Moments like that made me feel as if I was perceived as less attractive purely because of my race, and against the ubiquitous backdrop of whiteness, my appearance often felt magnified.
Living in a white area, with all-white friends often wreaked havoc with my confidence as a young woman, because of course I wanted to fit in with what I knew. Even though I was super-close with my friends, at times I felt that I couldn’t share my anxieties with them because I was scared things would get awkward. How do you tell your amazing best friend that you’re more than a little bit of jealous of how they look? That in a heartbeat you’d swap your dark skin and frizzy hair for their snow-white complexion and bone-straight hair? At 13 that’s exactly what I would have wished for.
Of course every young women struggles with their self-image growing up, but being the only one of a minority background can be particularly tough at times, and it felt like none of has had the right language to differentiate between our particular experiences. Today, we’re much closer because we speak more openly about everything, and I only wish we’d crossed that gulf of understanding years ago.
Here, two more women share their stories of being the only person of colour in their friendship group…
Namata Ssebalijja, 27
My family is from Uganda but I grew up in an all-white neighbourhood in the UK, and nearly all my friends are white. I also went to a white private school, then studied medicine at Newcastle which added another layer of whiteness. I think that dynamic has affected me subconsciously and changed my views on certain things; the types of men I date, my standards of beauty. I had a nose job when I was 19 and even though I’m glad I did it, I do now wonder: if I was surrounded by people of colour, would I have seen my nose as something that was too big, and too ugly? I doubt it.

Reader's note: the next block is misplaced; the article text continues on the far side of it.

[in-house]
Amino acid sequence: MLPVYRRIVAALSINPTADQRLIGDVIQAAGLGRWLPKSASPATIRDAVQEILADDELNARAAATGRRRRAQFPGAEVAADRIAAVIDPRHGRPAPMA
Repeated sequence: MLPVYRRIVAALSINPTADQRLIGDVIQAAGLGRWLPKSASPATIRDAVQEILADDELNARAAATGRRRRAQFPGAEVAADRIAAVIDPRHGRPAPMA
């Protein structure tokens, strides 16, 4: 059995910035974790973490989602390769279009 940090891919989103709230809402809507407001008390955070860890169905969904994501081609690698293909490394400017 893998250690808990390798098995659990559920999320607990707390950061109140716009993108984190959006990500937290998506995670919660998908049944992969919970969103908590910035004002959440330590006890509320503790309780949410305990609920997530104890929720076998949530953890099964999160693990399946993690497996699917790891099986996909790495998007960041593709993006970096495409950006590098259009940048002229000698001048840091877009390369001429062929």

At school I had a great group of friends and I don’t ever remember encountering blatant, in-your-face racism, but there were subtle encounters that were hard. I remember being in the common room on my break when one male friend basically said something like: “I would never marry a black woman as I want my children to look like me.” He was my friend and we were 17, so I remember being so shocked and gutted that he said that. Was it that he doesn’t really see me as a potential mate? Or was it because he didn’t see me as black? It was very humiliating. Although the girls were outraged on my behalf, it sparked a bit of an intergroup argument as the boys didn’t get why I was even offended.